I’ve seen quite a few interesting microbiology stories in the news recently and I couldn’t pick just one, so we’ll take a little survey of what’s happening. Most relevant to your immediate future was the recent FDA ban on certain anti-microbials in soaps and other hygiene products. Don’t worry, the bacteria aren’t celebrating; washing with regular soap and water will get rid of just as many of them, and products like alcohol-based hand sanitizers will remain available because they have demonstrated utility. The FDA is simply getting rid of compounds which likely do more harm than good by breeding anti-microbial resistance.
Speaking of resistance, this cool video (source: NPR) illustrates just how quickly (12 days!) bacteria can circumvent our attempts to kill them.
It’s a pretty compelling video. In particular, note how the dosage of antibiotics increases across the surface of the plate. Prolonged exposure to low doses makes it easier for the bacteria to incrementally find a resistance solution. These are exactly the kinds of conditions the FDA is trying to avoid with the new ban. If you don’t completely rinse away the soap with its antimicrobial compounds from every surface, you are likely leaving behind a low dose that will make it easier for resistance to develop. And lest we forget why antibiotics are important, DNA testing recently confirmed that the 1665 Great Plague in London, which claimed roughly 1 out of 4 people in the city, was caused by the bacterium Yersinia pestis. People still get plague infections today, but antibiotics can treat them (for now).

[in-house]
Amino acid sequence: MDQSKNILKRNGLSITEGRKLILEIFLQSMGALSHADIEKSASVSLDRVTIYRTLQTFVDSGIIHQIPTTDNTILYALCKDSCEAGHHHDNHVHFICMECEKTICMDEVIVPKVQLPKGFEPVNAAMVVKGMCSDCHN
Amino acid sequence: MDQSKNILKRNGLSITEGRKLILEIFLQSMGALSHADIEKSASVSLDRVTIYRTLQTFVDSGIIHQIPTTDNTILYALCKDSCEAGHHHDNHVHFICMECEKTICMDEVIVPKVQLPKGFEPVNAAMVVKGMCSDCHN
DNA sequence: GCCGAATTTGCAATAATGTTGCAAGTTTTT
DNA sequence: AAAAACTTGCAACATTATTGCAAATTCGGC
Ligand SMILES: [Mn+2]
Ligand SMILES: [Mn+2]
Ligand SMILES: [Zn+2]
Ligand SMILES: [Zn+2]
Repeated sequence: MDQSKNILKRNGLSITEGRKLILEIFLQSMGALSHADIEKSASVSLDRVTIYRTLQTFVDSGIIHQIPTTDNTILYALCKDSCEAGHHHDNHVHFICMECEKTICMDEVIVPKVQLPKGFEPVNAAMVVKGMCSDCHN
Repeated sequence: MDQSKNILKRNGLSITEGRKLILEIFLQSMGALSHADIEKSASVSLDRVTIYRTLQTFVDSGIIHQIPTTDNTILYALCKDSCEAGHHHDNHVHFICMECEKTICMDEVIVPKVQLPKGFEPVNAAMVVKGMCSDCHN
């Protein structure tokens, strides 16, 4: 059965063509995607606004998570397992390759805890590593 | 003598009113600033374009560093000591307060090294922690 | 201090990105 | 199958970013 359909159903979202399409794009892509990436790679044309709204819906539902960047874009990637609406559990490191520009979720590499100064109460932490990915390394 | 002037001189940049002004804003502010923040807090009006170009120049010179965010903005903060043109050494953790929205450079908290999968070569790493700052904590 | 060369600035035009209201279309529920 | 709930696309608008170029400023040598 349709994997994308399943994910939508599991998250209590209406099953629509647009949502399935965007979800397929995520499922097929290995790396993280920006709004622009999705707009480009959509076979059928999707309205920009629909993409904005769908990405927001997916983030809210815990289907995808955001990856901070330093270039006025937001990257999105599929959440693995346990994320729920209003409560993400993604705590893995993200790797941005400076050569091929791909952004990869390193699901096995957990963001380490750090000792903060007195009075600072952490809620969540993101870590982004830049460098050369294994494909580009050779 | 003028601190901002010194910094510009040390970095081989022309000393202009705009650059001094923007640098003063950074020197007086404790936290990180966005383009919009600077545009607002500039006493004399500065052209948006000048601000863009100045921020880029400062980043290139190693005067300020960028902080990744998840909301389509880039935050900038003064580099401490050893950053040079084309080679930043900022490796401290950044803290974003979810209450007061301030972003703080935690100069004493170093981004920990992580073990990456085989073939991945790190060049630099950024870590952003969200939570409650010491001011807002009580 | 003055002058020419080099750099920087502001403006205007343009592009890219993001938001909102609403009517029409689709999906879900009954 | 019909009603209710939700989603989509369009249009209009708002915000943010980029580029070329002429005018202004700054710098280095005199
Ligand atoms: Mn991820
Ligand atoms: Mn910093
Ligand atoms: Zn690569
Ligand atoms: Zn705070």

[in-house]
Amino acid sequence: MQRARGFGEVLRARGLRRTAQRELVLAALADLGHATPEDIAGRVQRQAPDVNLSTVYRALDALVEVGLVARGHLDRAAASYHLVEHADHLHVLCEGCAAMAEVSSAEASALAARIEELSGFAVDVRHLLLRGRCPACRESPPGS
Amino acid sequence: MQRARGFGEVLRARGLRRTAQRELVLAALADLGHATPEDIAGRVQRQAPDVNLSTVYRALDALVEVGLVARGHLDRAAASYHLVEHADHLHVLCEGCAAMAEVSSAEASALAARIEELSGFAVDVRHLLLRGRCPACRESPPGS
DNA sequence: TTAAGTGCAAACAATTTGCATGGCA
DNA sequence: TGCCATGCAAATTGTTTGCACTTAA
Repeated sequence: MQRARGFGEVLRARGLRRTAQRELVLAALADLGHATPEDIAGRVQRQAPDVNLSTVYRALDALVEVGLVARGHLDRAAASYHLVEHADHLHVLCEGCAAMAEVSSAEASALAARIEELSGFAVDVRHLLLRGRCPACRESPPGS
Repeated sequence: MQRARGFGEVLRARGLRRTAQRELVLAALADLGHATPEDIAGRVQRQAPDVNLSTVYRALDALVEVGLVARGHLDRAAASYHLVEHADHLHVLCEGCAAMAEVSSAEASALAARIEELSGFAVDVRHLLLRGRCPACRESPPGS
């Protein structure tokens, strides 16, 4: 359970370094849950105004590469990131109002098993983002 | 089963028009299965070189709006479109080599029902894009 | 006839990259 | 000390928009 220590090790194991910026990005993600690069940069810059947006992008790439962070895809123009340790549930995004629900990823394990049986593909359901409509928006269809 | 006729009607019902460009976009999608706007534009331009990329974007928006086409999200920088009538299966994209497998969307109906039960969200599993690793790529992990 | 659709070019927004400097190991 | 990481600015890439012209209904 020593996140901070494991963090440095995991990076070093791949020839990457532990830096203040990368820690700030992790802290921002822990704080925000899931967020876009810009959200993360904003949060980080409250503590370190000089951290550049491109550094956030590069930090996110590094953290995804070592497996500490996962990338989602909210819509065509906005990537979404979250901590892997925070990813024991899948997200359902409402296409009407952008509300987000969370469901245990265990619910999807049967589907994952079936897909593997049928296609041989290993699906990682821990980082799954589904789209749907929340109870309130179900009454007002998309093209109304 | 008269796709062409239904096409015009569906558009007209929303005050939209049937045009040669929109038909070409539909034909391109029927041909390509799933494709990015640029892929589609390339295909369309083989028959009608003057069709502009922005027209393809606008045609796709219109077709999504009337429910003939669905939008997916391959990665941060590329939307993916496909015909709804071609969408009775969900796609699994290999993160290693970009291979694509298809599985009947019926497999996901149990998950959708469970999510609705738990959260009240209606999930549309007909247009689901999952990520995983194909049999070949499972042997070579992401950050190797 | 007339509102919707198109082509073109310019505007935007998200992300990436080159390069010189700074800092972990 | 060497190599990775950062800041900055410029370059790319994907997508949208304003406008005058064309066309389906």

While many find that video a compelling demonstration of bacterial adaptability, it’s also stirred up some controversy. Not everyone agrees on what it tells us about evolution in general. While the experiment inarguably involves selection, by itself it probably speaks to issues like common descent about as much as any given warm day speaks to anthropogenic climate change. Actually, I think another recent experiment says more about evolution, particularly the ‘why’ questions. Scientists added two chemical “letters” to the alphabet of the genetic code of some bacteria, only to find that they had inadvertently made the bacteria fatally sensitive to visible light. An incremental evolutionary process “in the wild” allows for changes to be evaluated in the full context of all relevant possible effects, rather than just relative to one or two features of interest. Sure, we could posit a God that could perfectly anticipate all possible consequences and plan accordingly, making incremental refinement unnecessary. At the same time, we can also posit a God who wants to show his work, possibly so that his creation could learn how to best achieve our own biological adaptations.